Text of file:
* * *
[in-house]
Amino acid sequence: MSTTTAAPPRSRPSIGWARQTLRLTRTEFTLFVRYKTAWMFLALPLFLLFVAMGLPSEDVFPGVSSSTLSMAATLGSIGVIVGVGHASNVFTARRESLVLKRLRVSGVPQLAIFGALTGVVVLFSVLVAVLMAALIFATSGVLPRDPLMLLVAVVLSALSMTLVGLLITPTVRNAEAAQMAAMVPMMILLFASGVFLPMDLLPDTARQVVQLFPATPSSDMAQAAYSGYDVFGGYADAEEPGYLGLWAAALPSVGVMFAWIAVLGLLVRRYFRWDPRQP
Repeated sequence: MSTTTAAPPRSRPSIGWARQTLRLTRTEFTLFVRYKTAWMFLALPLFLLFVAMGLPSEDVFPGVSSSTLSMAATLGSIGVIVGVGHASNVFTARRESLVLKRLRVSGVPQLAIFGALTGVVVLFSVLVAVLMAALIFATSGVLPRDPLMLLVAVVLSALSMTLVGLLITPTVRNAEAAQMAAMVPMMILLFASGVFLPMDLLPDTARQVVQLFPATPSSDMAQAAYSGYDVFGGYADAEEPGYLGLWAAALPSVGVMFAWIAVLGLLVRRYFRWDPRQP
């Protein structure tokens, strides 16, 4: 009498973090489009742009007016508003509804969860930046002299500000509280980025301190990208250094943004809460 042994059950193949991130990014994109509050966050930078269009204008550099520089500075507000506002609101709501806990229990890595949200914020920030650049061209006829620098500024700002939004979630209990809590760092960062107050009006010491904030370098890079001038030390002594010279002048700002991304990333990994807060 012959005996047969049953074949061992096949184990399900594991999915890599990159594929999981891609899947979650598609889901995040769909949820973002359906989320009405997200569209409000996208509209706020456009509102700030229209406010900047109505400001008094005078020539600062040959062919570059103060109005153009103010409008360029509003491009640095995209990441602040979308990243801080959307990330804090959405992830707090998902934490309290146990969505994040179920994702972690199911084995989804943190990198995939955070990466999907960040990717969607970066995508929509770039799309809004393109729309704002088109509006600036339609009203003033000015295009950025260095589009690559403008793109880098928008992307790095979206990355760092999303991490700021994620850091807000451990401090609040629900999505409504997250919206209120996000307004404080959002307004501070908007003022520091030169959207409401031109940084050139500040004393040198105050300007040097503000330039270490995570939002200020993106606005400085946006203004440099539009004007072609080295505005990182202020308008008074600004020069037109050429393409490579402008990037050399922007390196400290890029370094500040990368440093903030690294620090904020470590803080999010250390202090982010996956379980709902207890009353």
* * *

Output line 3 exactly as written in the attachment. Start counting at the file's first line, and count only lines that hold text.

Repeated sequence: MSTTTAAPPRSRPSIGWARQTLRLTRTEFTLFVRYKTAWMFLALPLFLLFVAMGLPSEDVFPGVSSSTLSMAATLGSIGVIVGVGHASNVFTARRESLVLKRLRVSGVPQLAIFGALTGVVVLFSVLVAVLMAALIFATSGVLPRDPLMLLVAVVLSALSMTLVGLLITPTVRNAEAAQMAAMVPMMILLFASGVFLPMDLLPDTARQVVQLFPATPSSDMAQAAYSGYDVFGGYADAEEPGYLGLWAAALPSVGVMFAWIAVLGLLVRRYFRWDPRQP